Friedman continues his debate with Matt Zwolinski over property rights.

David D. Friedman, son of Nobel laureate Milton Friedman, is a leading proponent of anarcho‐​capitalism, the theory that the state is an unnecessary evil and that all services, including the law itself, can be provided by voluntary cooperation in the private economy.

While Friedman holds a Ph.D. in physics from the University of Chicago, he is chiefly known for his scholarly contributions to economics and law. He is the author of five books of non‐​fiction as well as the novels Harald and Salamander. In The Machinery of Freedom: Guide to a Radical Capitalism, Friedman argued that an economic analysis of impact of state action points to an anarchist conclusion. In Law’s Order: What Economics Has to Do with Law and Why It Matters, he shows how directing the law to seek economic efficiency can lead to the achievement of justice.

Friedman stands in contrast to many other anarchists because of his “consequentialist” approach. Rather than argue that humans have inviolable natural rights which it is always wrong to violate, he uses cost‐​benefit analysis to assert that a world without government is measurably better than one ruled by states.

I have been arguing that Matt blurs together the kind of property which does raise problems for libertarians, property in land, which is an uncreated resource, with the kind of property which does not raise such problems, property created by human action. In his most recent post, he writes:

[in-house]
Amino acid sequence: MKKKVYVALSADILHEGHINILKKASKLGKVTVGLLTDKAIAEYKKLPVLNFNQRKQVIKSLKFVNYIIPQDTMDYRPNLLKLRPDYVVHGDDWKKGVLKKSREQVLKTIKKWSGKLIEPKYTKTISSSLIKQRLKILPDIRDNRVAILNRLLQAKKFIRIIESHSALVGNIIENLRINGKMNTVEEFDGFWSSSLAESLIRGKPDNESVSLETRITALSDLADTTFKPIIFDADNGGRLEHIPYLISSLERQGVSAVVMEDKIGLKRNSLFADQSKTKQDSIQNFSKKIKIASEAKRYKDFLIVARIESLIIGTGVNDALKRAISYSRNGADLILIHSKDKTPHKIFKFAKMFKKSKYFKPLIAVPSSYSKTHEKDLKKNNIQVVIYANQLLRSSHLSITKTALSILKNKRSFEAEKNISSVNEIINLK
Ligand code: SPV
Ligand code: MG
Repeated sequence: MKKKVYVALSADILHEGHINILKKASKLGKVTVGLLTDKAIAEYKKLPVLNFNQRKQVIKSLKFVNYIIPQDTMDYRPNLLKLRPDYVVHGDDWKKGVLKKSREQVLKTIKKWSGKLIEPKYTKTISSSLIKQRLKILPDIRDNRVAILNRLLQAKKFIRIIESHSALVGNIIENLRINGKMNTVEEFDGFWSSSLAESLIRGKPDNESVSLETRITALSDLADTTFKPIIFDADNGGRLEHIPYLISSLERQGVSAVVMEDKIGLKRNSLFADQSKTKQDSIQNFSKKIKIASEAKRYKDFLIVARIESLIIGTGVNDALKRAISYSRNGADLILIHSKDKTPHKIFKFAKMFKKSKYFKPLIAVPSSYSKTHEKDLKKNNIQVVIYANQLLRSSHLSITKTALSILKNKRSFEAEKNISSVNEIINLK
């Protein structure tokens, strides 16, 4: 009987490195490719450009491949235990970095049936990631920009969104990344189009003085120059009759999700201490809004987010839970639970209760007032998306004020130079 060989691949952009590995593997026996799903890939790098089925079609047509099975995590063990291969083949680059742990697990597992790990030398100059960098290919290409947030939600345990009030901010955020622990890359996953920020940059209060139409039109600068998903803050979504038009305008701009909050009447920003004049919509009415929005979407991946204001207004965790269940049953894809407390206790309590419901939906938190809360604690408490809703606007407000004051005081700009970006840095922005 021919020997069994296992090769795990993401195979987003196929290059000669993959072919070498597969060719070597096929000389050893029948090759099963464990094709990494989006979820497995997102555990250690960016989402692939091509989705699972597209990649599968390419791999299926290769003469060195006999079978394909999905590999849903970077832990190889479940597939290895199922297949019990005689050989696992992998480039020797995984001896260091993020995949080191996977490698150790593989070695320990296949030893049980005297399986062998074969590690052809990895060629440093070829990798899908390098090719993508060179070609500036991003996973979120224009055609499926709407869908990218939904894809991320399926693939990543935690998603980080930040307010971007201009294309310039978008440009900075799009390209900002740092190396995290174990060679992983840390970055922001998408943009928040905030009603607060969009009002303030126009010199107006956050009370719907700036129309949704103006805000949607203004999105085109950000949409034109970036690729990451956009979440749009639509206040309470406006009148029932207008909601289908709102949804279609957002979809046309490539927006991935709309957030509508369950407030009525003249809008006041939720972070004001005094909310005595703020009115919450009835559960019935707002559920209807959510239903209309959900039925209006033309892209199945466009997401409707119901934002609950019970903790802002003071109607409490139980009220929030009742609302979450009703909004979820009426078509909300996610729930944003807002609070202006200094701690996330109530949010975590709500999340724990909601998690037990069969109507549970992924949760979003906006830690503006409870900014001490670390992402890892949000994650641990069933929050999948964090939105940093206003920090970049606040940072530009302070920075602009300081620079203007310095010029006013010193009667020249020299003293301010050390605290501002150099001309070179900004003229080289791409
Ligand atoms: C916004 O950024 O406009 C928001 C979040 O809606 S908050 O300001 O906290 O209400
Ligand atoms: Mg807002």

Both Herbert Spencer and G.A. Cohen claim that property rights interfere with freedom because property rights are (moral or legal) licenses to coerce. If I own a piece of land, I may legitimately use physical force to keep you off it.

That is indeed Spencer’s position. But Cohen, who Matt quoted earlier, wasn’t talking about land but about property in general. In making his argument, Matt is now limiting himself to the case of land and writing as if that was the subject of Cohen’s claim. If I have convinced him that property in land really is a special case, he should perhaps have said so. If not, he ought to be willing to defend his claim in the general case instead of limiting his examples to the case where I have already agreed that it is defensible.

Matt writes:

If I was convinced that it really was the case that a system of private property led to the oppression of workers, I would have second thoughts about defending such a system.

So would I.

But I am convinced that a system of private property leads to restrictions of the freedom, in Matt’s sense of the term, of rapists, sadists, and would‐​be slave owners. That does not give me second thoughts about defending such a system—rather the opposite. Yet, according to Matt, the freedom of those people to do what they want has the same status in the argument as any other sort of freedom, is, in his earlier phrase, “the kind of negative freedom that libertarians purport to be concerned with.”

Is that really his position?